Steel, Not Steal: Keg Loss Continues to Be an Industry Problem

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Hey craft brewer, need a reason to punch a wall? I’m sure you don’t—small business owners have plenty of frustrations on a day-to-day basis. But just in case you do, consider searching “kegs” on Craigslist, restaurant auction sites, or similar by-owner marketplaces. Chances are the query will reveal one or two of your kegs, in good condition for sale from a private seller. That is the best-case scenario. You might also find that your once “good condition” cooperage has been transformed into some amateur artist/BBQ master’s custom keg smoker or bird bath. Yep, I repeat: having to consider buying your own property back from someone, in good condition, is the best-case scenario.

Keg loss is as big of an issue in our community as it was back when I wrote about it for in Kegs: You’re Renting, Not Buying. In responding to comments at the bottom of the post, it became apparent that the idea of a keg deposit is probably the least understood process for consumers in regards to beer. Many simply cannot comprehend that a keg deposit is a good faith promissory note that they will return the shiny outer shell of a beer purchase. Instead, many seem to believe that they have the option to either get their 50 bucks back or to turn that shell into lawn furniture. You and I know that is not how it’s supposed to work.

While it is baffling that consumers misunderstand this simple process highlighting the wonders of trust and good faith, misguided homebrewers or anybody with a dremel aren’t the only ones to think that cooperage grows on trees. Restaurants and bars can also be offenders when it comes to keg misuse. Take this email I received from a member brewer asking me to revisit the issue:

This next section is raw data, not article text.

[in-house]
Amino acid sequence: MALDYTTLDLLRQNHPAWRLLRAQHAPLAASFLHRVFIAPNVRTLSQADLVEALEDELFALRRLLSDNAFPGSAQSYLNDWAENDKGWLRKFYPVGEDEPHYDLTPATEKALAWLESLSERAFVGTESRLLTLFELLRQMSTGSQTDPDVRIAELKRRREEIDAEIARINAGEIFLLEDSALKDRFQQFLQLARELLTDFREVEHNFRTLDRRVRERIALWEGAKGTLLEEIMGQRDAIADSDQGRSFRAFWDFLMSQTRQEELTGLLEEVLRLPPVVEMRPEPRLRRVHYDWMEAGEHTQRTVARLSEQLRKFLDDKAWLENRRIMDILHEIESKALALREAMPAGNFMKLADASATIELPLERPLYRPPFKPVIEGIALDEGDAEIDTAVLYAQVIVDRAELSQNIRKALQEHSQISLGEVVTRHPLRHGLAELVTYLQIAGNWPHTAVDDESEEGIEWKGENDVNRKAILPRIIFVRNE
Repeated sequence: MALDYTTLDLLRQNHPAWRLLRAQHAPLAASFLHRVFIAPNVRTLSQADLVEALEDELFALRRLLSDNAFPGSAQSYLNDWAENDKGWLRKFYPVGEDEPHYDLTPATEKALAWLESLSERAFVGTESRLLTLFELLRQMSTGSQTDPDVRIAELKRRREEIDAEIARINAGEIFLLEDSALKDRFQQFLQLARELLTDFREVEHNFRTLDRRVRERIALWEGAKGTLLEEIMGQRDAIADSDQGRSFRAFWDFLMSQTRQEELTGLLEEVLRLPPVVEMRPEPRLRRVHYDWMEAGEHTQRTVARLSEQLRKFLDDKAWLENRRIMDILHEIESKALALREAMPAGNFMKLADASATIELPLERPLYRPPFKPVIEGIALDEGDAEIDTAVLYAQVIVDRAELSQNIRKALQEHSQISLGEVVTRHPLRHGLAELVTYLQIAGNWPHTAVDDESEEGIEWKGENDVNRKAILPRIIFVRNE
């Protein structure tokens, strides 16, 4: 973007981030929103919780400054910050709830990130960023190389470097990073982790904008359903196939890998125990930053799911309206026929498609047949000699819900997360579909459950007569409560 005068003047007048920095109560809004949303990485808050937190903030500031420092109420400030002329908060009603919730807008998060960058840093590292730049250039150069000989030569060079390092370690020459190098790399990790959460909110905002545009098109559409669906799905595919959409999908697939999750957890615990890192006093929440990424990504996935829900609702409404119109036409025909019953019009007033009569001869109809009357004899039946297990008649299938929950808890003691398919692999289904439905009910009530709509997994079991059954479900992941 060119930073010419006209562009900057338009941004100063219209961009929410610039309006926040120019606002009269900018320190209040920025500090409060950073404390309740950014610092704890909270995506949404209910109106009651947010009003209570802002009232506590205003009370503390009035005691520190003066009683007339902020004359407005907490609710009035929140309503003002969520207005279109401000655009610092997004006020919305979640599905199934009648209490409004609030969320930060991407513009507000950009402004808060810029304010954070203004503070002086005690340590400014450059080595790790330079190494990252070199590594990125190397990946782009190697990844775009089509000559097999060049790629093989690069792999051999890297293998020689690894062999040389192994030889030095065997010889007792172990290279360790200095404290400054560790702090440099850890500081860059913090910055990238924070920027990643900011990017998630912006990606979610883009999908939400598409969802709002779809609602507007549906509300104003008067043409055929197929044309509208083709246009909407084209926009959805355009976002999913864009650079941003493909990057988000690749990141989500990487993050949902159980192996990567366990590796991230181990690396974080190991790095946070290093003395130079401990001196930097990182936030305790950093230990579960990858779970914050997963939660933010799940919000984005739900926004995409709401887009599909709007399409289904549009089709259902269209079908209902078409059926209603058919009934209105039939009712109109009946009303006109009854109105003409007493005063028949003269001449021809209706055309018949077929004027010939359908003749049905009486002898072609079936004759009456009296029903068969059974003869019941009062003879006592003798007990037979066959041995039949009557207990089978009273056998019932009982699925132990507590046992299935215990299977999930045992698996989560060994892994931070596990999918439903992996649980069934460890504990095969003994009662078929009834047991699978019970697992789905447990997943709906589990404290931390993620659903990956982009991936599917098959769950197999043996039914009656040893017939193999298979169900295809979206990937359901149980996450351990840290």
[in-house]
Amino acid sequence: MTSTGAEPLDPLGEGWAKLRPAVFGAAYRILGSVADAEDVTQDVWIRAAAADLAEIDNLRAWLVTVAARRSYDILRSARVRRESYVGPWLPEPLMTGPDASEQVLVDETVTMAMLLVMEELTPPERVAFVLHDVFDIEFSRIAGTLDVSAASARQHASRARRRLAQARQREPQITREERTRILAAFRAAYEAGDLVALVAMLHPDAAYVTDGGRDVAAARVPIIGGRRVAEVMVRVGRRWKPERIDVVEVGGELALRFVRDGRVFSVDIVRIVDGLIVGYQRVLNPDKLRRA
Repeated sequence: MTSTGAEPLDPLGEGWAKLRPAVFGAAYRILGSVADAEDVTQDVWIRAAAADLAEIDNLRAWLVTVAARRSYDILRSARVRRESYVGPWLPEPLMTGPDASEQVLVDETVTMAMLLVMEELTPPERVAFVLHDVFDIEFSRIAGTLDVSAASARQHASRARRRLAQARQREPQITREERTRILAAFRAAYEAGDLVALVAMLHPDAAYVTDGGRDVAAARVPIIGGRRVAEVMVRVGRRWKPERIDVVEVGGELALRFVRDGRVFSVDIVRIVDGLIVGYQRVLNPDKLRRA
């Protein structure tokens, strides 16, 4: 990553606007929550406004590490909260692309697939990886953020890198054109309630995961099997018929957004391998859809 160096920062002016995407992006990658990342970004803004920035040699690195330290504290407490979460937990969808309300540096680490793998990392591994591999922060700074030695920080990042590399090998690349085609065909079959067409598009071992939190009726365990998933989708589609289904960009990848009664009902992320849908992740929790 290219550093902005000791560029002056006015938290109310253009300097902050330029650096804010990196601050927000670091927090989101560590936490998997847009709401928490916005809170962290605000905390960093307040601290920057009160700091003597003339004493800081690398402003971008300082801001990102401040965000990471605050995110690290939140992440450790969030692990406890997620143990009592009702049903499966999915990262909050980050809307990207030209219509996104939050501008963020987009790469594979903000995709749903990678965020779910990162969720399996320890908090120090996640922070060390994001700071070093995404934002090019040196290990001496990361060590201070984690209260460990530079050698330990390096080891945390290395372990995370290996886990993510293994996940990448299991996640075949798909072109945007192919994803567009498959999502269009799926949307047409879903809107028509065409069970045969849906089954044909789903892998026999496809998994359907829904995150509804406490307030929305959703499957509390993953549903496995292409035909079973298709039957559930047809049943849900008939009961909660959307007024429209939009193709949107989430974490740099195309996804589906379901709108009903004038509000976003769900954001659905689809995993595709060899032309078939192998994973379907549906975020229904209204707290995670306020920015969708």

“Here at [123 Brewery] we’ve seen our kegs turned into lighting fixtures, coffee tables, bar stools, and most recently (today) we saved one that was being converted into a urinal. It was a brand new keg with less than one turn in the market. I had to stop myself from doing the blog post myself because I didn’t want to embarrass one of our top accounts…”

There is really no excuse for beer lovers or bar and restaurant owners to keep and mutilate kegs. A retail establishment that places a unit price on anything they can has an understanding of who owns that keg and how much it actually costs. The bottom line is, whether you’re an account or a consumer, that keg you cut up amounts to stealing—plain and simple.

Brewers Association Kegs

The Brewers Association is aware of how big and complicated the issue of keg loss is, and in previous years has worked with members of the beer community to find ways to reunite brewers with their kegs. It is estimated that keg loss costs each brewery between $.46 and $1.37 per barrel of beer they produce. At that rate, keg loss cost craft brewers in the United States upwards of over $33 million in 2015. The keg repatriation site was set up to help see that lost kegs have a channel to be returned to their owners. In 2015, the Brewers Association called upon eBay to stop facilitating the sale of stolen brewers’ property, and this year joined forces with MicroStar, which estimates it receives 5,000 kegs that are not part of its leased keg network, to help reunite kegs with their owners.

All of this is for naught when a restaurant, bar, or otherwise ally of craft brewers decides that what their establishment really needs is a dozen chopped-up kegs for their restroom renovation. Just like the moral in my post, this is a basic, Golden Rule type of a situation where we all know that people are mostly good, but sometimes make bad decisions. My hope is that this article circulates as a reminder to the industry to do what is right, to educate others on this issue, and to get this to stop.

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